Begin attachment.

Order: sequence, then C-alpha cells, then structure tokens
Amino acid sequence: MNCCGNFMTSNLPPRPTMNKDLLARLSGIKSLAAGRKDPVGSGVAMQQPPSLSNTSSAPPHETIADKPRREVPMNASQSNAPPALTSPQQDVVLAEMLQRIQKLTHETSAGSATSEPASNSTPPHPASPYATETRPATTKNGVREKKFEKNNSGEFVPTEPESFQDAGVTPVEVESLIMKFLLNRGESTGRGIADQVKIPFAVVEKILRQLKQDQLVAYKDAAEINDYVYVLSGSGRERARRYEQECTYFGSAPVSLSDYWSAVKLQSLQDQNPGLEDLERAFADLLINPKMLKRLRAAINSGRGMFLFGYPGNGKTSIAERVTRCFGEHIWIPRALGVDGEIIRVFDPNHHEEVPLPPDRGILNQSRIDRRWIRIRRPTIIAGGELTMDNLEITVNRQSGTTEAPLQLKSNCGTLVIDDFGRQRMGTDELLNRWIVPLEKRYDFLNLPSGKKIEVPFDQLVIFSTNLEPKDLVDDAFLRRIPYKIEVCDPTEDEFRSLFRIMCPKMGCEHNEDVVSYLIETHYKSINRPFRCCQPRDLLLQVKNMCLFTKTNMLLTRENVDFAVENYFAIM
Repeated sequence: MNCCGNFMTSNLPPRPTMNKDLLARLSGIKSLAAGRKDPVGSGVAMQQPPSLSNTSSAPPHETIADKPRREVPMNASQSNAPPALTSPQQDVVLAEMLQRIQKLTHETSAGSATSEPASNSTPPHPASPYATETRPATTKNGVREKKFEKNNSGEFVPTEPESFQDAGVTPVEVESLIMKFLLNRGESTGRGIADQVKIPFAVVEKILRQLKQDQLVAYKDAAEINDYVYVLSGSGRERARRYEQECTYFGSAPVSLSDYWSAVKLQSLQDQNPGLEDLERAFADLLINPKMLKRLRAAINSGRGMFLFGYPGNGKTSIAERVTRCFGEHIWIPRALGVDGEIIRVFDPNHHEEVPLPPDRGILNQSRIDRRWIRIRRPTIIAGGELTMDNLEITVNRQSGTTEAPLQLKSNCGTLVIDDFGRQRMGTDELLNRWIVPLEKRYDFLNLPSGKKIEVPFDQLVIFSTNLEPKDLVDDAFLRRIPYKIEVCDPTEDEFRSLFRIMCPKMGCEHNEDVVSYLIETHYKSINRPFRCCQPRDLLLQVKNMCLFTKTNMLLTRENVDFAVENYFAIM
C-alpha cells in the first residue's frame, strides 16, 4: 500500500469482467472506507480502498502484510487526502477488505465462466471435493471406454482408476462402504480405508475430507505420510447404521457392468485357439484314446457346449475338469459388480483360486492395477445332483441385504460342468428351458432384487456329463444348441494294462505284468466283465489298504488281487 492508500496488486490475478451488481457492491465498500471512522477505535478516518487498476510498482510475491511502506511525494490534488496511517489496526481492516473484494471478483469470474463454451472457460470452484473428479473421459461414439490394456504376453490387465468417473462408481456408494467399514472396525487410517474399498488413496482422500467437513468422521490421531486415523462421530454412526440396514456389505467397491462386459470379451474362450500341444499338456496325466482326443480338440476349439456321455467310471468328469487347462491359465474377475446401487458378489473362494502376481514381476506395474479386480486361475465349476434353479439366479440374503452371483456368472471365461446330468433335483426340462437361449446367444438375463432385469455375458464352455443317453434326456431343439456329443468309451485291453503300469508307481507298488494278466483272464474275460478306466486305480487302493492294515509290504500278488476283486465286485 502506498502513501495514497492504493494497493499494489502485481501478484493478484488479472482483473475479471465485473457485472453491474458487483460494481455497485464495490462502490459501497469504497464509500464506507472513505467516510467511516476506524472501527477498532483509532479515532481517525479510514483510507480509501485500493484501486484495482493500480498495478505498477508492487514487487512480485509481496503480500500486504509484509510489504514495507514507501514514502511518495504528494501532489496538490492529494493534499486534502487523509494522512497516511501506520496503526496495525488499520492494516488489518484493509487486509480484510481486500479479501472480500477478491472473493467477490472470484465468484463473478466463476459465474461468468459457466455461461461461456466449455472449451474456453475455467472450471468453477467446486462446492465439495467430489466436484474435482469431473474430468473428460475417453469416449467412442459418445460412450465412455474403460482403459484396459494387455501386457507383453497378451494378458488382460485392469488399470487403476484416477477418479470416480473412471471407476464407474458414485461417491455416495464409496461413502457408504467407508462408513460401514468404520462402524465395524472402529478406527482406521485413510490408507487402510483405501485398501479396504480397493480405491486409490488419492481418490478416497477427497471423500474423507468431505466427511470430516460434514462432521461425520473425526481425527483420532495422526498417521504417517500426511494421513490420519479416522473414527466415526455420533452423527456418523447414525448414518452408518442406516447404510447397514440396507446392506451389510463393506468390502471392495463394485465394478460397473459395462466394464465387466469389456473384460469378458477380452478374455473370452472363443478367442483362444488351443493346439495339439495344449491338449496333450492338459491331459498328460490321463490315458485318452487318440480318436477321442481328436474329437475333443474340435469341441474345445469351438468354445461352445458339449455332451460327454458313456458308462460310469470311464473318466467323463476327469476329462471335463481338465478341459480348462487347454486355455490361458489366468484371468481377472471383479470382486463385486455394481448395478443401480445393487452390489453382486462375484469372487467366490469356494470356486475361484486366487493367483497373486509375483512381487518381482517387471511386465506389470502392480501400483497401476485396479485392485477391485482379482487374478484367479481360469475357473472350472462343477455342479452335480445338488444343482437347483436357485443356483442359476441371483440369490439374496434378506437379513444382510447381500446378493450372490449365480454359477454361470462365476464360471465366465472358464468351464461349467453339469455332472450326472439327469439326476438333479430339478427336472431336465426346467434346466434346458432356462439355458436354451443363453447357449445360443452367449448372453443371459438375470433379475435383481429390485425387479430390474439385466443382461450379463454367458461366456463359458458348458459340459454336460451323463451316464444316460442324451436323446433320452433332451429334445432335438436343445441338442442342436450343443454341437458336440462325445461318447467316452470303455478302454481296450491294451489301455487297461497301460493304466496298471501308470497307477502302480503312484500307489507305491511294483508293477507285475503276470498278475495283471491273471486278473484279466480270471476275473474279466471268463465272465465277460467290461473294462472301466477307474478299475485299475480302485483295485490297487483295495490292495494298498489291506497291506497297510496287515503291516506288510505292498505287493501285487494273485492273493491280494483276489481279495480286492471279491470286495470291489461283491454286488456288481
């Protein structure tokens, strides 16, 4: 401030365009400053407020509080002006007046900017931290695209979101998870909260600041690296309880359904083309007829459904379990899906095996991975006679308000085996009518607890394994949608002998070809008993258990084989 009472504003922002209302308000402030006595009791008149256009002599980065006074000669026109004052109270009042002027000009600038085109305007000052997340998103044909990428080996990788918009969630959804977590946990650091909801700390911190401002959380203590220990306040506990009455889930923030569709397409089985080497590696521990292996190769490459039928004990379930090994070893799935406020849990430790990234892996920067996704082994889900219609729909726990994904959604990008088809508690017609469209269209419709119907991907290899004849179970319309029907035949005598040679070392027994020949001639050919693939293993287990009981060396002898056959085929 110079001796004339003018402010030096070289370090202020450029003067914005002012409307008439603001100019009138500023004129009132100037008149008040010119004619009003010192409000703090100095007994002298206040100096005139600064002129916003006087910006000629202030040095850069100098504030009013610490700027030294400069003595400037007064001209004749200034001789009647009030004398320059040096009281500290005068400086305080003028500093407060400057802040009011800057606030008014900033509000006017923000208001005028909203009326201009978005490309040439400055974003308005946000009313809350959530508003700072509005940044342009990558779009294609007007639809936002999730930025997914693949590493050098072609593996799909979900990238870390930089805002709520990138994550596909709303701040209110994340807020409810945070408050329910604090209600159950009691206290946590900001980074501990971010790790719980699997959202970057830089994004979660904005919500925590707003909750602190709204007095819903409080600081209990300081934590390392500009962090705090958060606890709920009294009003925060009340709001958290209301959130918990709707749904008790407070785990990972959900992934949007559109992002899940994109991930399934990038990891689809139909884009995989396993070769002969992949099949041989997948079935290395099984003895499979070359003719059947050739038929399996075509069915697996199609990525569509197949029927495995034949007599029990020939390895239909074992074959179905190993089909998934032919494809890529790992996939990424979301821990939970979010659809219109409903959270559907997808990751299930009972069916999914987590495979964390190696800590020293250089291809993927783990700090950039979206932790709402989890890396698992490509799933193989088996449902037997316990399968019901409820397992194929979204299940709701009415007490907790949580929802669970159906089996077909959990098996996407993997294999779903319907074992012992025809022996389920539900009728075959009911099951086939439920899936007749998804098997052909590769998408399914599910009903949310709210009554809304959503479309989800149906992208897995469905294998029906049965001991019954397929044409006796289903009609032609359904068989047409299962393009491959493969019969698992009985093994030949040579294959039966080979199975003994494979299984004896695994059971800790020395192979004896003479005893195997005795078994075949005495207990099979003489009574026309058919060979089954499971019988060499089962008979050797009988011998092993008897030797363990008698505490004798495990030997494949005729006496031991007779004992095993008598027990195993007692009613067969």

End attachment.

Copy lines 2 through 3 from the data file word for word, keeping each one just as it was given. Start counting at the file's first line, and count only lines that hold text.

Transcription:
Amino acid sequence: MNCCGNFMTSNLPPRPTMNKDLLARLSGIKSLAAGRKDPVGSGVAMQQPPSLSNTSSAPPHETIADKPRREVPMNASQSNAPPALTSPQQDVVLAEMLQRIQKLTHETSAGSATSEPASNSTPPHPASPYATETRPATTKNGVREKKFEKNNSGEFVPTEPESFQDAGVTPVEVESLIMKFLLNRGESTGRGIADQVKIPFAVVEKILRQLKQDQLVAYKDAAEINDYVYVLSGSGRERARRYEQECTYFGSAPVSLSDYWSAVKLQSLQDQNPGLEDLERAFADLLINPKMLKRLRAAINSGRGMFLFGYPGNGKTSIAERVTRCFGEHIWIPRALGVDGEIIRVFDPNHHEEVPLPPDRGILNQSRIDRRWIRIRRPTIIAGGELTMDNLEITVNRQSGTTEAPLQLKSNCGTLVIDDFGRQRMGTDELLNRWIVPLEKRYDFLNLPSGKKIEVPFDQLVIFSTNLEPKDLVDDAFLRRIPYKIEVCDPTEDEFRSLFRIMCPKMGCEHNEDVVSYLIETHYKSINRPFRCCQPRDLLLQVKNMCLFTKTNMLLTRENVDFAVENYFAIM
Repeated sequence: MNCCGNFMTSNLPPRPTMNKDLLARLSGIKSLAAGRKDPVGSGVAMQQPPSLSNTSSAPPHETIADKPRREVPMNASQSNAPPALTSPQQDVVLAEMLQRIQKLTHETSAGSATSEPASNSTPPHPASPYATETRPATTKNGVREKKFEKNNSGEFVPTEPESFQDAGVTPVEVESLIMKFLLNRGESTGRGIADQVKIPFAVVEKILRQLKQDQLVAYKDAAEINDYVYVLSGSGRERARRYEQECTYFGSAPVSLSDYWSAVKLQSLQDQNPGLEDLERAFADLLINPKMLKRLRAAINSGRGMFLFGYPGNGKTSIAERVTRCFGEHIWIPRALGVDGEIIRVFDPNHHEEVPLPPDRGILNQSRIDRRWIRIRRPTIIAGGELTMDNLEITVNRQSGTTEAPLQLKSNCGTLVIDDFGRQRMGTDELLNRWIVPLEKRYDFLNLPSGKKIEVPFDQLVIFSTNLEPKDLVDDAFLRRIPYKIEVCDPTEDEFRSLFRIMCPKMGCEHNEDVVSYLIETHYKSINRPFRCCQPRDLLLQVKNMCLFTKTNMLLTRENVDFAVENYFAIM